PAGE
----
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Is there a reason scp caps at around 8MB when transferring files from one computer to another, over a local network? I'm transferring a couple hundred GB of data (movies and such), and have ran the following command:

scp -rv ../../cygdrive/e/plex caleb@192.168.1.126:/home/caleb/Desktop

This is transferring from my windows box to my ubuntu box. Almost every file caps out at ~8MB/s:

Justified Season 2 Episode 10 - Debts and Accounts.avi                                                                              100%  350MB   7.8MB/s   00:45
Sending file modes: C0050 367218038 Justified Season 2 Episode 11 - Full Commitment.avi
Sink: C0050 367218038 Justified Season 2 Episode 11 - Full Commitment.avi
Justified Season 2 Episode 11 - Full Commitment.avi                                                                                 100%  350MB   7.8MB/s   00:45
Sending file modes: C0050 367451326 Justified Season 2 Episode 12 - Reckoning.avi
Sink: C0050 367451326 Justified Season 2 Episode 12 - Reckoning.avi
Justified Season 2 Episode 12 - Reckoning.avi                                                                                       100%  350MB   7.8MB/s   00:45
Sending file modes: C0050 367779546 Justified Season 2 Episode 13 - Bloody Harlan.avi
Sink: C0050 367779546 Justified Season 2 Episode 13 - Bloody Harlan.avi
Justified Season 2 Episode 13 - Bloody Harlan.avi 

I'm 100% sure this is going over LAN, and both machines are hardwired into a 1000Mb/s (1Gb) switch on my router. I'll rarely see one file jump up to 100MB/s+, but almost all of them are capped as above.

Am I missing something? What other troubleshooting steps can I take?

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    It looks like you're copying from the E: drive on the source host. What kind of drive is this E: drive? How is it attached to the PC? – Kenster Jul 12 '15 at 1:49
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    a 100MB/s switch... Is that a gigabit switch or 200M bit switch (which caps at 10MB/sec and for which 8MB/ec is quite reasonable) ? – Hennes Jul 12 '15 at 6:24
  • Hm, this was my mistake. The ports are 1Gb/s, so a bit of a mixup on my end when typing out the question. However, one of the machines is older, and could possibly not have a 1Gb/s NIC. I'll check this tomorrow... if that's it, I'll feel like a dunce. :) – MrDuk Jul 13 '15 at 4:14
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Firstly you shoud check if it hits the storage performance limit on either Windows or Ubuntu. If E: on Windows is a USB attached drive or memory card, 8MB/s is likely possible.

Otherwise SSH encryption might be bottleneck. Try and see with lightweight cipher like arcfour.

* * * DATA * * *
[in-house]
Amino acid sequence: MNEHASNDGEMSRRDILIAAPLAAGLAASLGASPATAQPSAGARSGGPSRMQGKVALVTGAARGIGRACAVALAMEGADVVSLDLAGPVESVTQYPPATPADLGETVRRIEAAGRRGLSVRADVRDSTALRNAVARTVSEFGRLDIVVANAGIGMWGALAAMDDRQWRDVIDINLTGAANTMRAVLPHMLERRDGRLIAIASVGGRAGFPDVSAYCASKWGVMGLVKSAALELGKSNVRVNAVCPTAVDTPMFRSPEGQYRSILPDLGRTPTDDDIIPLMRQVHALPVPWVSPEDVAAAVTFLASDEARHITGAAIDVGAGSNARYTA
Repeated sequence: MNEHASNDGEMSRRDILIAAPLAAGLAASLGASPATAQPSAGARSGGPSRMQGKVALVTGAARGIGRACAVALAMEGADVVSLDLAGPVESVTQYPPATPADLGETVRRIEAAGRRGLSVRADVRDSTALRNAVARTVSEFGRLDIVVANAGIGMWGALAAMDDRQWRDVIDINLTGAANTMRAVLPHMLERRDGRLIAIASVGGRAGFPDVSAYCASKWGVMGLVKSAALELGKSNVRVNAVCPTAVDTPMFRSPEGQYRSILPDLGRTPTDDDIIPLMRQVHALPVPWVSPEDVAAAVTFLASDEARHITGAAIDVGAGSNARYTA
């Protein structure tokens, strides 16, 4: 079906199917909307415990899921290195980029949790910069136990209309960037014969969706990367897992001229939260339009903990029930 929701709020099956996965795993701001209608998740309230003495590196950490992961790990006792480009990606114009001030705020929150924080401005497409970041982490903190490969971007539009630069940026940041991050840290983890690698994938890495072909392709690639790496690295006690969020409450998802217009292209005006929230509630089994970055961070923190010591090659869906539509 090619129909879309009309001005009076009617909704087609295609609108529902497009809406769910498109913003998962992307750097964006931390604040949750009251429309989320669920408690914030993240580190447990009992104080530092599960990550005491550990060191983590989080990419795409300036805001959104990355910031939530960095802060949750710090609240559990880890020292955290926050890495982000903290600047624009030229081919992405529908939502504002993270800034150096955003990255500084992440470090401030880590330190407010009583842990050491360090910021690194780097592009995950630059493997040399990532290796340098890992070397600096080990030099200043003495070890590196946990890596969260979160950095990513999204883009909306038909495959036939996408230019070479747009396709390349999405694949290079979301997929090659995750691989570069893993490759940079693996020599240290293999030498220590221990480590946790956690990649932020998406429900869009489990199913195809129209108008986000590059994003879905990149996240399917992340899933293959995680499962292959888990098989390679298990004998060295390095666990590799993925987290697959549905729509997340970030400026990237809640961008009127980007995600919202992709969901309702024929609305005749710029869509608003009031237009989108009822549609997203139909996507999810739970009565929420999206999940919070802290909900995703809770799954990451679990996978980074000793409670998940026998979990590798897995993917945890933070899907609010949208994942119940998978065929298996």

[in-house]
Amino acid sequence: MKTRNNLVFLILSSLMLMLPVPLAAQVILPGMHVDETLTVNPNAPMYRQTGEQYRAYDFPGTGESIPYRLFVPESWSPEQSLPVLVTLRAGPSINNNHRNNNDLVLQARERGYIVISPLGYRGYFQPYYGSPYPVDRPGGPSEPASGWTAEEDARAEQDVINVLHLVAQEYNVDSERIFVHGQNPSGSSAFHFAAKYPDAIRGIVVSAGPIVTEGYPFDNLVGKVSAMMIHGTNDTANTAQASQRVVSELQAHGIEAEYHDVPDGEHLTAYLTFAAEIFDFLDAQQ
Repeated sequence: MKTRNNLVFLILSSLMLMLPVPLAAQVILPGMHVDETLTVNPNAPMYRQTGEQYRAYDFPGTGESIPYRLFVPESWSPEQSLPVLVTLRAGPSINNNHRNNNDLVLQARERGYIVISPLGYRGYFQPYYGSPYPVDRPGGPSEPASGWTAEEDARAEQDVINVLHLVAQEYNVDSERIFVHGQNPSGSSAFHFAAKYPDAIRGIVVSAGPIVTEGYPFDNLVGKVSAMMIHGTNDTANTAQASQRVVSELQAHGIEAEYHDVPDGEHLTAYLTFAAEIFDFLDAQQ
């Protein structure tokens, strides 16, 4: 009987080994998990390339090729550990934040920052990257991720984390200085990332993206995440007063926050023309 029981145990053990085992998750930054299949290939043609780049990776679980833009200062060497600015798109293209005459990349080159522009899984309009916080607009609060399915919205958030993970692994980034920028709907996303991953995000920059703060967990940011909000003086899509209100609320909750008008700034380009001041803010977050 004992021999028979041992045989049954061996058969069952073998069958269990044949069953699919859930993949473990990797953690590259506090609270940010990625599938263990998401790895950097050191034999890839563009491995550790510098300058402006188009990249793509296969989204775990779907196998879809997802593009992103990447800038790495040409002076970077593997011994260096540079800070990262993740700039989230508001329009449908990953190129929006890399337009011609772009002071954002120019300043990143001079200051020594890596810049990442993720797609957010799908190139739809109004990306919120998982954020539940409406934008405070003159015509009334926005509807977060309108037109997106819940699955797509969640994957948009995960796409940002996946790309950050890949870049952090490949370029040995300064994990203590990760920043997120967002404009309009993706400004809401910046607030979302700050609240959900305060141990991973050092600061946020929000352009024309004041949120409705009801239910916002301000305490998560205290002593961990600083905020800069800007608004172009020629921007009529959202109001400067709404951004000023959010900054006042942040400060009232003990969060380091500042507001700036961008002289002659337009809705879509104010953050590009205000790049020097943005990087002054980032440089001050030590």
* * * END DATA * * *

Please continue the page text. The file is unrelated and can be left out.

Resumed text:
scp -o Cipher=arcfour -rv /cygdrive/e/plex caleb@192.168.1.126:/home/caleb/Desktop

And it could suffer from Cygwin binary's overhead. You might want to use WinSCP to gain better performance.

Alternatively you can set up Samba share on the Ubuntu host. SMB could get closer to the real wire speed on your LAN with less overhead than SCP.

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Your actual speed is 8MB/s x 8 bits per byte= 64 Mb/s (megabits per second). That's about 64% of the theoretical maximum. With OS overheads, TCP/IP ACKs, etc. I'm not too surprised. The earlier tips may help you push that up a bit, but you're never going to get above ~12 MB/s unless you go to gigabit Ethernet.

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The speed of network links is measured in megabits per second, not megabyte per second. A “100 Mb/s” network (the b should be lowercase) can transmit 100 megabits per second. The next speed up is 10 times as fast and called “1 Gb/s” or “gigabit”.

The raw network speed is faster than the application speed, because there's some overhead for packet headers. The maximum size for an Ethernet packet is 1500 bytes, which results in a 1448-byte TCP packet at best (20 bytes for the IP header and 32 bytes for the TCP header). I don't know exactly how much overhead SSH adds, but it must allow for at least some protocol headers and a MAC (20 or 32 bytes), so at least 48 bytes. That's 1400 bytes out of 1500. Add space for the recipient to send TCP ACK messages back (66 bytes), and we're down to 1334/1500. At 100 Mb/s = 12.5 MB/s, that's 11.1 MB/s of data speed.

11.1 MB/s is faster than 8 MB/s, but not a lot faster. There is some unavoidable overhead caused by Ethernet retransmission, which I didn't take into account above, as well as a small overhead for the router. A maximum achievable rate of 8 MB/s sounds plausible.

Home routers are typically limited to 100 MB/s. Gigabit routers cost more. The network card on reasonably recent home PCs often supports gigabit networks though. If you get a gigabit-capable Ethernet cable (the cheapest ones are only rated for 100 MB/s) and connect the two computers directly, you may be able to get a connection that's 10 times faster. You can check what speeds your network card supports by running /sbin/ethtool eth0; look for a “link mode” of “1000baseT” (gigabit) in addition to “100baseT” (100 MB/s).

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